London, June 11. Obesity might have a neurobiological side to it. A new study suggests that its origin may be in the brain.
David Erritzoe and his colleagues at Copenhagen University Hospital, Denmark, studied the brains of 47 people of normal weight and 29 overweight people. They found that the brains of overweight people have more receptors for the neurotransmitter serotonin than those of normal weight, reported online edition of New Scientist.
Nurotransmitter serotonin, thought to be secreted by the Pineal Gland, is called a neurohormone because of its specific regulatory effect on the activity of the endocrine glands in the human body.
The brain operates by millions of nerve cells (neurons) communicating with each other by transmitting molecules. These molecules are known as neurotransmitters.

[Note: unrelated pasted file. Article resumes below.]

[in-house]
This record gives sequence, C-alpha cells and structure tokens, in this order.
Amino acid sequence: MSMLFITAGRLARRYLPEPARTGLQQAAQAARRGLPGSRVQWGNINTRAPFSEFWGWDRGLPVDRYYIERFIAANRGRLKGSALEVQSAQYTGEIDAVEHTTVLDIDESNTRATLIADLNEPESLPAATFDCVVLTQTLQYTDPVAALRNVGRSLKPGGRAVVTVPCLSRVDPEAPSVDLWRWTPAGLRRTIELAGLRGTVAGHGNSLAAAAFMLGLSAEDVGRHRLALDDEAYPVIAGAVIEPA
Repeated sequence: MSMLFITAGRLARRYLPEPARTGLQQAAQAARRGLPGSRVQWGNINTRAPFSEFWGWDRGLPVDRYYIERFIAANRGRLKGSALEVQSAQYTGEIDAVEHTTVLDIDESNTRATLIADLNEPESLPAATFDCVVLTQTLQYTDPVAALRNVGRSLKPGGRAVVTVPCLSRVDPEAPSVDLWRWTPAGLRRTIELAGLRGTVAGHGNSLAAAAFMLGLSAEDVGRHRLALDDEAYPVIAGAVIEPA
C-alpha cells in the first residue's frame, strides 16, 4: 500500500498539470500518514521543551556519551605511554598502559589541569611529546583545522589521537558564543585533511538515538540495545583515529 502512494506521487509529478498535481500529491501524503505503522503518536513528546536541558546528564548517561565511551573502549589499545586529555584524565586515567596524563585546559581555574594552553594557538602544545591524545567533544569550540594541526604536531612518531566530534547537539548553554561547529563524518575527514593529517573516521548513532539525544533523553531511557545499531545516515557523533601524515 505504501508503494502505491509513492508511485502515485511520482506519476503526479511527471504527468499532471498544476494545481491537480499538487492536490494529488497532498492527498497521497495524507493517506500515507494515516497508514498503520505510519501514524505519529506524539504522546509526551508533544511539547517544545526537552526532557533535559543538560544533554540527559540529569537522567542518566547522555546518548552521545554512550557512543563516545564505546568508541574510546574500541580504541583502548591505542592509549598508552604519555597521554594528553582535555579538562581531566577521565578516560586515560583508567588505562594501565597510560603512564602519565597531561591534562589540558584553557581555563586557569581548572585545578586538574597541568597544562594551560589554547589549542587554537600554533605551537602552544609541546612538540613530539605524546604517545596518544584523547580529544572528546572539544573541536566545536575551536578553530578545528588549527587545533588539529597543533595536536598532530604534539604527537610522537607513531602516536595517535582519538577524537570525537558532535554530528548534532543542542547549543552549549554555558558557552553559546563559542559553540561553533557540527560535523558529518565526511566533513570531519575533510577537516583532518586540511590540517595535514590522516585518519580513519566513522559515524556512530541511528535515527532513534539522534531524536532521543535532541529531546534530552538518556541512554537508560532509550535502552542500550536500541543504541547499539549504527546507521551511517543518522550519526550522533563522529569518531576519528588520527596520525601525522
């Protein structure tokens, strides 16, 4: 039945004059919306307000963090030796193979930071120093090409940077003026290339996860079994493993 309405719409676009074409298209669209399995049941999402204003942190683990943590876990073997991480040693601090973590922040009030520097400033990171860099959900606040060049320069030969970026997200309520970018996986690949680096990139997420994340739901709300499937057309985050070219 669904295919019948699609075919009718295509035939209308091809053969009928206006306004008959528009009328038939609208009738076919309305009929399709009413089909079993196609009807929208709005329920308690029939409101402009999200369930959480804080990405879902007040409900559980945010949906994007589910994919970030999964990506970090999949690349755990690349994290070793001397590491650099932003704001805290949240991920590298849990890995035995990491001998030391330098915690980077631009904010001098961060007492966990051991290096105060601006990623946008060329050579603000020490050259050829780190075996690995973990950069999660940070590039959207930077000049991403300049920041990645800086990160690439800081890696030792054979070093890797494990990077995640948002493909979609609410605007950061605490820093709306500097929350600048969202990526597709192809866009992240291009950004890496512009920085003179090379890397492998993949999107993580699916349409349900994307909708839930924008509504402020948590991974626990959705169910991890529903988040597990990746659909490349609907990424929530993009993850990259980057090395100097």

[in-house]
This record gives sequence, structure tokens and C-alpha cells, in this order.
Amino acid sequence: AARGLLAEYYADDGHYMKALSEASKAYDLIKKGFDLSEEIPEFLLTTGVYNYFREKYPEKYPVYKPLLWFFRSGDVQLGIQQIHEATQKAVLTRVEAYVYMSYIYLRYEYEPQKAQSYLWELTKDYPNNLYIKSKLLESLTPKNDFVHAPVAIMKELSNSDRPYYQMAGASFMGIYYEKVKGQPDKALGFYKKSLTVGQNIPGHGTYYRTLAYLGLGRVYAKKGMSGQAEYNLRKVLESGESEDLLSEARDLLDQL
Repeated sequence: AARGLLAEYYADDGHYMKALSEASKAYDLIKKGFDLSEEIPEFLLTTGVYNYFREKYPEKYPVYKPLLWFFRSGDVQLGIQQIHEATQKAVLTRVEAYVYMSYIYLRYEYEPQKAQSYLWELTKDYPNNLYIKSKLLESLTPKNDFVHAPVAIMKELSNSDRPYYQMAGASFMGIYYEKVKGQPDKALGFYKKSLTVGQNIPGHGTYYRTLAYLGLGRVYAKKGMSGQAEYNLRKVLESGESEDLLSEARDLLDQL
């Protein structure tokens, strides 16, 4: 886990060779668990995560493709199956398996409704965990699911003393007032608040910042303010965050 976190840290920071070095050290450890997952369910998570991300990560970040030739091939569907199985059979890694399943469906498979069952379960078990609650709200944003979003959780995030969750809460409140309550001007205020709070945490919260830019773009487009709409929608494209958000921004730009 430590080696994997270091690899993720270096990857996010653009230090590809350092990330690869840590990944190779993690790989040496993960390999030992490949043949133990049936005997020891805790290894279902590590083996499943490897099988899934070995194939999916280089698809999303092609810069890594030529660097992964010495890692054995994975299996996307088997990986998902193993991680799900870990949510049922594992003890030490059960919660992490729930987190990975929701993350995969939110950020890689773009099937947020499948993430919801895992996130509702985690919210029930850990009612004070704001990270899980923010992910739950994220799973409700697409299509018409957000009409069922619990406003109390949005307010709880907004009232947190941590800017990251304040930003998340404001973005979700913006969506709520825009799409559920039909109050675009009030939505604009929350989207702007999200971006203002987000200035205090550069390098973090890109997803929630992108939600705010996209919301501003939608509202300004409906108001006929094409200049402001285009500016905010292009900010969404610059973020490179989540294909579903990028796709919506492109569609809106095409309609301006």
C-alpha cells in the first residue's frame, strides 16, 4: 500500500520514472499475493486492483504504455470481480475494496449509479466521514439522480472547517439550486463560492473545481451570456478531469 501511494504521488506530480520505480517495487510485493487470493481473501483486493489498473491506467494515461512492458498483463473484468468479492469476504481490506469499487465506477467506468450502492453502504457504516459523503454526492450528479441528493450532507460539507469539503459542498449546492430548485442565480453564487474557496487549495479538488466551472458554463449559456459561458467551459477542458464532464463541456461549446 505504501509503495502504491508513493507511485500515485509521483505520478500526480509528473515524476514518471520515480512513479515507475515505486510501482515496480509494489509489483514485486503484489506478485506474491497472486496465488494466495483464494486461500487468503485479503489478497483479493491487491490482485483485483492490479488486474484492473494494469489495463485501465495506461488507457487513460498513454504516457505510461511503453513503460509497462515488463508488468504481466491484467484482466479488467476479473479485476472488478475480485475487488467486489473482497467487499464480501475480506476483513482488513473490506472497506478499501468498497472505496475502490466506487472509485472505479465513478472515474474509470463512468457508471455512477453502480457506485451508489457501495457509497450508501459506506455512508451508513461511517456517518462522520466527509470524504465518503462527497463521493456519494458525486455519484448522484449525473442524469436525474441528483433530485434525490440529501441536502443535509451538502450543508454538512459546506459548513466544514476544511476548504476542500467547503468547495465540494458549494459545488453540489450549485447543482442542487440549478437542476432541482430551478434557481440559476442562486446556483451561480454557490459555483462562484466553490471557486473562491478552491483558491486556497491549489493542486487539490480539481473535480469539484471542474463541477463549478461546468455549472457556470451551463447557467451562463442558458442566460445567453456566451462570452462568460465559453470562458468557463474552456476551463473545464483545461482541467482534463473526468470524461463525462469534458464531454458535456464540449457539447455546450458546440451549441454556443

Serotonin is one of the many neurotransmitters believed to be responsible for various functions, including how we feel on a daily basis.
The scientists used positron emission tomography to map the brains of the participants and found the drugs that block the serotonin receptor 5-HT2A are associated with weight gain.
Erritzoe, who presented the work at a meeting of the Society of Nuclear Medicine in San Diego, California, found slightly higher concentrations of the receptor in overweight people.
Whether the difference in receptor number is a cause or an effect of being overweight remains uncertain, but twin studies suggest that genes are important in determining its prevalence.
"I think it's important for people with weight problems to know that there may be a neurobiological side to it," said Erritzoe.